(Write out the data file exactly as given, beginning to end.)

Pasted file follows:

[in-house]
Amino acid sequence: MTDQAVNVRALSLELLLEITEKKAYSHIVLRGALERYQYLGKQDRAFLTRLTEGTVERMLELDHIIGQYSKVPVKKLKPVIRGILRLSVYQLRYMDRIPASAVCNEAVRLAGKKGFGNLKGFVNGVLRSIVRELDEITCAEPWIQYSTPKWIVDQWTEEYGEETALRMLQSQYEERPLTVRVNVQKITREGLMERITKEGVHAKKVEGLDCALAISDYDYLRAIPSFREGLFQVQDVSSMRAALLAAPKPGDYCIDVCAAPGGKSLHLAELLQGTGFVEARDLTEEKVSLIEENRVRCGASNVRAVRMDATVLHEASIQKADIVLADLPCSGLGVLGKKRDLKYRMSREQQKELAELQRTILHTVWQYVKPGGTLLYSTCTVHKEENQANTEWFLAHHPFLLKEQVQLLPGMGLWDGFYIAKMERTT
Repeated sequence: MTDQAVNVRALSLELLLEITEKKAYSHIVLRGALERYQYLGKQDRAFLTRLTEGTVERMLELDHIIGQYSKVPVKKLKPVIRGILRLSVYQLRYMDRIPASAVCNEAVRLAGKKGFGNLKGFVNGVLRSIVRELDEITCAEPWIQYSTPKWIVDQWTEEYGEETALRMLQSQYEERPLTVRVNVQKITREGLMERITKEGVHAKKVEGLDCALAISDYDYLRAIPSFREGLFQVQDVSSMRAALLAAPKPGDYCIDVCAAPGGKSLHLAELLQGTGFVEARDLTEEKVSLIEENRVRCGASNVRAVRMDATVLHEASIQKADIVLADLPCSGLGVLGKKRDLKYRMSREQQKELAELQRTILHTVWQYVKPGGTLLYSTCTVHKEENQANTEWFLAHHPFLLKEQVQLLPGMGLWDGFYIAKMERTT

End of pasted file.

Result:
[in-house]
Amino acid sequence: MTDQAVNVRALSLELLLEITEKKAYSHIVLRGALERYQYLGKQDRAFLTRLTEGTVERMLELDHIIGQYSKVPVKKLKPVIRGILRLSVYQLRYMDRIPASAVCNEAVRLAGKKGFGNLKGFVNGVLRSIVRELDEITCAEPWIQYSTPKWIVDQWTEEYGEETALRMLQSQYEERPLTVRVNVQKITREGLMERITKEGVHAKKVEGLDCALAISDYDYLRAIPSFREGLFQVQDVSSMRAALLAAPKPGDYCIDVCAAPGGKSLHLAELLQGTGFVEARDLTEEKVSLIEENRVRCGASNVRAVRMDATVLHEASIQKADIVLADLPCSGLGVLGKKRDLKYRMSREQQKELAELQRTILHTVWQYVKPGGTLLYSTCTVHKEENQANTEWFLAHHPFLLKEQVQLLPGMGLWDGFYIAKMERTT
Repeated sequence: MTDQAVNVRALSLELLLEITEKKAYSHIVLRGALERYQYLGKQDRAFLTRLTEGTVERMLELDHIIGQYSKVPVKKLKPVIRGILRLSVYQLRYMDRIPASAVCNEAVRLAGKKGFGNLKGFVNGVLRSIVRELDEITCAEPWIQYSTPKWIVDQWTEEYGEETALRMLQSQYEERPLTVRVNVQKITREGLMERITKEGVHAKKVEGLDCALAISDYDYLRAIPSFREGLFQVQDVSSMRAALLAAPKPGDYCIDVCAAPGGKSLHLAELLQGTGFVEARDLTEEKVSLIEENRVRCGASNVRAVRMDATVLHEASIQKADIVLADLPCSGLGVLGKKRDLKYRMSREQQKELAELQRTILHTVWQYVKPGGTLLYSTCTVHKEENQANTEWFLAHHPFLLKEQVQLLPGMGLWDGFYIAKMERTT